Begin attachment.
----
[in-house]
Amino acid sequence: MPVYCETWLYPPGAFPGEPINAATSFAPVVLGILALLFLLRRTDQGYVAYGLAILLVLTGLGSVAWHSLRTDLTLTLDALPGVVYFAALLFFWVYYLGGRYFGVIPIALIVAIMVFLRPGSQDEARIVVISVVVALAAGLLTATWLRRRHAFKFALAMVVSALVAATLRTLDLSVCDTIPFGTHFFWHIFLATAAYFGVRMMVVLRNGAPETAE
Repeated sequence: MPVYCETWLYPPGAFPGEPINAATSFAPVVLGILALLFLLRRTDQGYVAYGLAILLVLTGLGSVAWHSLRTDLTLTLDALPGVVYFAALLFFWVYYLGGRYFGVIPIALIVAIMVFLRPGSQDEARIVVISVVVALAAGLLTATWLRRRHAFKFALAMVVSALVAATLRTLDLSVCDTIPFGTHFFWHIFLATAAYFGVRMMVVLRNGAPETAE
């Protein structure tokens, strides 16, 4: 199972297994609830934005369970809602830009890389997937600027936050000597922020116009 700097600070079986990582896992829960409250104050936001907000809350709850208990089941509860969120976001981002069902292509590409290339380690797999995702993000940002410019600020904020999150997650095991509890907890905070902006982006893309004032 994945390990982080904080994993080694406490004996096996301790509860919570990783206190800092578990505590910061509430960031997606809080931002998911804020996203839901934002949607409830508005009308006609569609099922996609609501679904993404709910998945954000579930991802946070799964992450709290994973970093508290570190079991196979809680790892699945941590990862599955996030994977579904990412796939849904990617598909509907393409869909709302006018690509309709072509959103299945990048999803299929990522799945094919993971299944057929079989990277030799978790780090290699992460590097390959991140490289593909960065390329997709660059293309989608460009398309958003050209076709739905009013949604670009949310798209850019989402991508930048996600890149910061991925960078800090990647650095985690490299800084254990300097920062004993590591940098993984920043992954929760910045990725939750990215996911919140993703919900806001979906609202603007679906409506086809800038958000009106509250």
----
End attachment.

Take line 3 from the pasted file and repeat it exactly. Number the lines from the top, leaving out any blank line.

Repeated sequence: MPVYCETWLYPPGAFPGEPINAATSFAPVVLGILALLFLLRRTDQGYVAYGLAILLVLTGLGSVAWHSLRTDLTLTLDALPGVVYFAALLFFWVYYLGGRYFGVIPIALIVAIMVFLRPGSQDEARIVVISVVVALAAGLLTATWLRRRHAFKFALAMVVSALVAATLRTLDLSVCDTIPFGTHFFWHIFLATAAYFGVRMMVVLRNGAPETAE